Based on the novel “Here Be Monsters!” by Alan Snow, “The Boxtrolls” is the latest 3D stop motion film from Laika Entertainment, the company behind “Coraline” and “Paranorman.” It is set in the fictional Victorian town of Cheesebridge, England, where humans hide in their houses at night in fear of the titular Boxtrolls, creatures that they believe to be dangerous.
The Boxtrolls come out of their underground hiding place at night in order to scavenge through trashcans for things they can potentially use in their inventions, all while being chased relentlessly by the Snatcher (voiced by Ben Kingsley) and his stooges. The protagonist, Eggs (voiced by Isaac Hempstead-Wright, who plays Bran Stark in “Game of Thrones”), is a young human boy named after the type of box he wears. Eggs is being raised by these creatures and, as a result, believes himself to be a Boxtroll. After he encounters a girl in the human world named Winnie (voiced by Elle Fanning), and the Snatcher captures his Boxtroll parent, Eggs goes on a journey to free the Boxtrolls and uncover his own true origin and identity.
Thankfully, “The Boxtrolls” is not made for kids alone. Although children can enjoy its quirky black humor and highly likable characters, the story will make you think about power, society, and their effects on people both as individuals and as a group. It’s about those who live in their boxes, excluded from their society feared and degraded, yet making no attempt to earn their rightful place alongside the humans. “The Boxtrolls” contains a message for all to stand up, reclaim their rights, and to leave their boxes.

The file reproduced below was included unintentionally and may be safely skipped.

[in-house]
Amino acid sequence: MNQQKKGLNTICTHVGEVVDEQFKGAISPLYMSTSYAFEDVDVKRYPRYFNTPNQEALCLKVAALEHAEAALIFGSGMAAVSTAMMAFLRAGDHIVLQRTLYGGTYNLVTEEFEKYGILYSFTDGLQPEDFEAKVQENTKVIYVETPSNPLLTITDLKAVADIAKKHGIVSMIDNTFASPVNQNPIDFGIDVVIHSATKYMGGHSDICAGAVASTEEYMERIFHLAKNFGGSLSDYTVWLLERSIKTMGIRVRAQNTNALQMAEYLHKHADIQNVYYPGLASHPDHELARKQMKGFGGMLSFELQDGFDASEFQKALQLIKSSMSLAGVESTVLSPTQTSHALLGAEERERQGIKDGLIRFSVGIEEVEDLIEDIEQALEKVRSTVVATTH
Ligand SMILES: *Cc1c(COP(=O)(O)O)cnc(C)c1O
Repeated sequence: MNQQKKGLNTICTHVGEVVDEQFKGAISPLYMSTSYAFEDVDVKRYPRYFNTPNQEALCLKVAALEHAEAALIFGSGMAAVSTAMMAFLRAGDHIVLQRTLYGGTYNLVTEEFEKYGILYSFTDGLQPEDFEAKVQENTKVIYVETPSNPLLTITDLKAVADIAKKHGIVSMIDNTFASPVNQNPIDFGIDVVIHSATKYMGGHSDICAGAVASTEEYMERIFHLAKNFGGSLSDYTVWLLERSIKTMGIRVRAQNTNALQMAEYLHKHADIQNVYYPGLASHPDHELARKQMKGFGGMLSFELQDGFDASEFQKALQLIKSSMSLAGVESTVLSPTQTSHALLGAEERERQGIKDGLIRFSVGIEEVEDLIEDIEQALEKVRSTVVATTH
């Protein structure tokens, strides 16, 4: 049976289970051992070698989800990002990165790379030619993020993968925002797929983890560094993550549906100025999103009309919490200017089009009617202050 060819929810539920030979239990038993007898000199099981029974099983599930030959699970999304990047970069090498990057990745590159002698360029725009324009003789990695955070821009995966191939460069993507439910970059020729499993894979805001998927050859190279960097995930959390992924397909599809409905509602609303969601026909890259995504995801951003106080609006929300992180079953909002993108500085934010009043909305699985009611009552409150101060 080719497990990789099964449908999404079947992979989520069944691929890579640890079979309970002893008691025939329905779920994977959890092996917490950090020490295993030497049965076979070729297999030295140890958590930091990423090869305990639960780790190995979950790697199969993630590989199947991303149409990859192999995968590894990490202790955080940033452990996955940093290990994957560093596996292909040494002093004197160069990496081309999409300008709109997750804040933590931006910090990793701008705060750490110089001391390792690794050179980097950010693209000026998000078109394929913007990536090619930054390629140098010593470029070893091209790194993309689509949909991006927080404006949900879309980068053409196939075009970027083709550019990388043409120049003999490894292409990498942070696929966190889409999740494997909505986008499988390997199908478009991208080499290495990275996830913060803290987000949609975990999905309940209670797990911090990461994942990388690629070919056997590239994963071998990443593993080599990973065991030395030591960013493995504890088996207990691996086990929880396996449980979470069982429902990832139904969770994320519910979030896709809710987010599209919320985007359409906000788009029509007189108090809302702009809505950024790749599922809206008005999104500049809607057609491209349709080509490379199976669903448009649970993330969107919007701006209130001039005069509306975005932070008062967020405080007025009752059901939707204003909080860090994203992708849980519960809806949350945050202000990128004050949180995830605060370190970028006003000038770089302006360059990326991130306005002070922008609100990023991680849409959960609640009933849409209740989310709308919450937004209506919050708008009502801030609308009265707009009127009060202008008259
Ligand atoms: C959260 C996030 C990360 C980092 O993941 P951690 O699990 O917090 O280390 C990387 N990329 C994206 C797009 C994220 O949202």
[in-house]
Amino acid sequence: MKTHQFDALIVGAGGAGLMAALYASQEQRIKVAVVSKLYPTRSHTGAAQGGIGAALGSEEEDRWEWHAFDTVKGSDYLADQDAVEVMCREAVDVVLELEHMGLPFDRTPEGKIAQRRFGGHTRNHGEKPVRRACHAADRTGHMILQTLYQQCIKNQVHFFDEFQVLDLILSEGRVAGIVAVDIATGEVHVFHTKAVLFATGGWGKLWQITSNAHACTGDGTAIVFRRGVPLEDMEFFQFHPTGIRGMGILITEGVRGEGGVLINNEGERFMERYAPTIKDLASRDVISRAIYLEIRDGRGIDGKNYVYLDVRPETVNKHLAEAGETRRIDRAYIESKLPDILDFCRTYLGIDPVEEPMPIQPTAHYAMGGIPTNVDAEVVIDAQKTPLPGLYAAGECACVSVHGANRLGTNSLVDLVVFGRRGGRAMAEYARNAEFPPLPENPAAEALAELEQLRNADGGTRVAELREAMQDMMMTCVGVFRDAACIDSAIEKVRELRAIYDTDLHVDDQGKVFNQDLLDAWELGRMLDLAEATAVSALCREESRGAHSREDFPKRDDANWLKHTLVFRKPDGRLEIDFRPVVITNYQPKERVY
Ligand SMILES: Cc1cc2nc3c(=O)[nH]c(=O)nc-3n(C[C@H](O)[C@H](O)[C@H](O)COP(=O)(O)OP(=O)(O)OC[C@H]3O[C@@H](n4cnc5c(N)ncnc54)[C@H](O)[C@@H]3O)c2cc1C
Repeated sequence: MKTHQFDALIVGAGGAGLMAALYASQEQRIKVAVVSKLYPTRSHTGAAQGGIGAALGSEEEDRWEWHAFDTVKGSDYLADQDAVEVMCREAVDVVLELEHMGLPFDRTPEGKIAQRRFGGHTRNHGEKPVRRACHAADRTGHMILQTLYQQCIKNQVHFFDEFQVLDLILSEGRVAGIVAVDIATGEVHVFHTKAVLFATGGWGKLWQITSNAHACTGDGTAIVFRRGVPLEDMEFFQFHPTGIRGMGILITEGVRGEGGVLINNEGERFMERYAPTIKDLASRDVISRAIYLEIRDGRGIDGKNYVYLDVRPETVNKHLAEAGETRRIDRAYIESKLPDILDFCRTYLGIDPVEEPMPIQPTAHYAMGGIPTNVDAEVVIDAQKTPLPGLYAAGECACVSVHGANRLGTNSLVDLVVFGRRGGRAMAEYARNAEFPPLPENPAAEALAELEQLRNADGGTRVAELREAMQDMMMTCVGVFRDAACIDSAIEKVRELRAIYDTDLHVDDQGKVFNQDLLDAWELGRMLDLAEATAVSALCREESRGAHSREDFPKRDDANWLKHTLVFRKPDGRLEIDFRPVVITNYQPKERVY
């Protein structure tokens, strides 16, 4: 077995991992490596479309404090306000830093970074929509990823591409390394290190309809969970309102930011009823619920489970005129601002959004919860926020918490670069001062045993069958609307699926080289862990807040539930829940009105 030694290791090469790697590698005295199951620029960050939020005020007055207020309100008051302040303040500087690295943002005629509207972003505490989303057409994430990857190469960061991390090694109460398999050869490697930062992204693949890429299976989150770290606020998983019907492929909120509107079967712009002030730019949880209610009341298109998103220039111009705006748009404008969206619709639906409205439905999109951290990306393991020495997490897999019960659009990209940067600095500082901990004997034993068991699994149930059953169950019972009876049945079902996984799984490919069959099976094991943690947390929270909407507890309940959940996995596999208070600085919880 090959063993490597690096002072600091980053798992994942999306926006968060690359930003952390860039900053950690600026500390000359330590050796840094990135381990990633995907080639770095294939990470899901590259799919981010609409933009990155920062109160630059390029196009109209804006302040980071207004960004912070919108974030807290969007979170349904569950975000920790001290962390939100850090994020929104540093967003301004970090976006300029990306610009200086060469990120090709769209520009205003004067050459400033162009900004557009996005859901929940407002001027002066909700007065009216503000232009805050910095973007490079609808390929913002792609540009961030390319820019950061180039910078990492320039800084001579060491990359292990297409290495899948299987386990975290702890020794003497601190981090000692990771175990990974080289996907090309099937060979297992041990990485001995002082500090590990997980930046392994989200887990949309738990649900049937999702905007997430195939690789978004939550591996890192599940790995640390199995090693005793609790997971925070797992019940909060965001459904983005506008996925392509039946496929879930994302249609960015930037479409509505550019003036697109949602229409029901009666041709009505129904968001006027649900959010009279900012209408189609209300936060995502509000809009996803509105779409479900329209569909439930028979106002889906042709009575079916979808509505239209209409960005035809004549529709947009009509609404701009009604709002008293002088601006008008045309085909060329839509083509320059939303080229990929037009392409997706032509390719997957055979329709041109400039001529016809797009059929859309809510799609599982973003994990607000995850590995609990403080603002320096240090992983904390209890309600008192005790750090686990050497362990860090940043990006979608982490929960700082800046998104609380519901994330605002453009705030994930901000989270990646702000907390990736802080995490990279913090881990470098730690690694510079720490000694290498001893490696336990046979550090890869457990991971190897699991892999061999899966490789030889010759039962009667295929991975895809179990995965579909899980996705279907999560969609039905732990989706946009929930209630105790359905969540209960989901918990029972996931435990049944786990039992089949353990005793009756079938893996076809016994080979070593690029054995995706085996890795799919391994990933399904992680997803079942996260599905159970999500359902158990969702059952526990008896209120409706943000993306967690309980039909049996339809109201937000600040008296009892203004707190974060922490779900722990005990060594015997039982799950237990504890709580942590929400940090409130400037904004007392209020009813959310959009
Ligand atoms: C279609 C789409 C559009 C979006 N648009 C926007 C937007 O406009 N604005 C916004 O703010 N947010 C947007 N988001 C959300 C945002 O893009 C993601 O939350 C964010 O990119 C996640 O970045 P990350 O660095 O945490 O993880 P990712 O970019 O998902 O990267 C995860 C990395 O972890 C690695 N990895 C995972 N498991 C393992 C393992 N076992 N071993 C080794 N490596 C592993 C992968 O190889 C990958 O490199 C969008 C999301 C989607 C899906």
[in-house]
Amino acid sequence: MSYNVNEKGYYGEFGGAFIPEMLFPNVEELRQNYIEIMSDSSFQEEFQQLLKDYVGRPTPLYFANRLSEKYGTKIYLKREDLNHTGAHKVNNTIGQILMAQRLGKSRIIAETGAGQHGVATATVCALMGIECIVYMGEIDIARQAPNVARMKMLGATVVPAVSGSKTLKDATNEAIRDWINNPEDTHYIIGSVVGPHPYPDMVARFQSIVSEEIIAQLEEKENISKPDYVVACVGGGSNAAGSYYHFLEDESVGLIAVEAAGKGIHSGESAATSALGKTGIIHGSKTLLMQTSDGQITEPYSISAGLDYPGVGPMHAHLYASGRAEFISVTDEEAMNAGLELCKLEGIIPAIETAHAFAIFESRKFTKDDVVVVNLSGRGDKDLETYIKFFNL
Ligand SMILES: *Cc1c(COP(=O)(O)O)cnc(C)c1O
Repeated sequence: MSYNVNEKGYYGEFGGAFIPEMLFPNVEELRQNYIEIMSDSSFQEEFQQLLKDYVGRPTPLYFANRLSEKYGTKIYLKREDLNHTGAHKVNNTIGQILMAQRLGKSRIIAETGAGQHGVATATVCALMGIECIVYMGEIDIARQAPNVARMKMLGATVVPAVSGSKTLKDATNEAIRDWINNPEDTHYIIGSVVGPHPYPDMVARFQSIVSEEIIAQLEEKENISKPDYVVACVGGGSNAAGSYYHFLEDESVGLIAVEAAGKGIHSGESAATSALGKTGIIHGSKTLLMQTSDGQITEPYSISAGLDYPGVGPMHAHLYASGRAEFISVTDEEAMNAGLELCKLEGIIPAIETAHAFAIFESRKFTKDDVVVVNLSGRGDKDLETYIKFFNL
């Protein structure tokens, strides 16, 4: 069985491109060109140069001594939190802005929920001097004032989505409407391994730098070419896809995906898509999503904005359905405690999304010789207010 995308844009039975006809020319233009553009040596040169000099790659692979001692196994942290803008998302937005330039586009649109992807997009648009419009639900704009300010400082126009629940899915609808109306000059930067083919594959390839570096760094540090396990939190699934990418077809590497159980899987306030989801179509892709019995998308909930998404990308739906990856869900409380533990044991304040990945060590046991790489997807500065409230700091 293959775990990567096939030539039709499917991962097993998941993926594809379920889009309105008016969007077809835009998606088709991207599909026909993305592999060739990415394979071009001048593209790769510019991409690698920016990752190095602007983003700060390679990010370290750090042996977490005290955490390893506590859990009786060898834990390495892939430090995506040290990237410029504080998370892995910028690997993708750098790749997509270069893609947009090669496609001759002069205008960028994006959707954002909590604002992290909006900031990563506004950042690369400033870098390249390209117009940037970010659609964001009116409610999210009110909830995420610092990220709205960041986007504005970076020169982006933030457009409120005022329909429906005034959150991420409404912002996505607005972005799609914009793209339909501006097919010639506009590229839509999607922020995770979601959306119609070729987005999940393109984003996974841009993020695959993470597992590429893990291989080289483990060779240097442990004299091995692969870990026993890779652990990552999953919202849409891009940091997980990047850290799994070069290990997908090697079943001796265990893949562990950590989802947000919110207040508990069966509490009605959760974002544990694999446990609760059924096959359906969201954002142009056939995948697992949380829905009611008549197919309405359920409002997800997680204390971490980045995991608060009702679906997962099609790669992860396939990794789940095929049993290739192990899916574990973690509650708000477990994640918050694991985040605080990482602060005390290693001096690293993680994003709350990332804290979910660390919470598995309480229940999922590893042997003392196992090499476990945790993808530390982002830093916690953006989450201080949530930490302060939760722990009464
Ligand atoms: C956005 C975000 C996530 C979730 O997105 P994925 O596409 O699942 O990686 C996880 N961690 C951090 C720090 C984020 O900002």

The writers did a great job with the main villain, the Snatcher, by making him a truly unlikeable yet multidimensional character. That said, I wouldn’t be surprised if he became a favorite for some viewers. Notably, his allergy to cheese, a vital element the film’s plot, helps to create some truly comical scenes.
With its 19th-century English setting, “The Boxtrolls:” takes full advantage of great music pieces composed by Dario Marianelli, who won a Golden Globe and an Oscar for his score of “Atonement.” “Quattro Sabatino,” for instance, is still playing repeatedly in my head.
Though “The Boxtrolls” has not received as much promotion as Disney, Pixar, or DreamWorks films, this does not mean that it’s bad by any means. The 3D effects are not gimmicky at all, fortunately, but are instead a pleasing addition to the film. From its earth-toned world to its black humor, “The Boxtrolls” is a unique, enjoyable film. It’s a dark horse for those who’ve had enough of princesses and fairytales and are looking for something fresh and different. If you still remember the glory days of “Chicken Run” or “Coraline,” you won’t want to miss the magic of “The Boxtrolls.”
This article was updated on Oct. 3 to comply with the Argus style guide.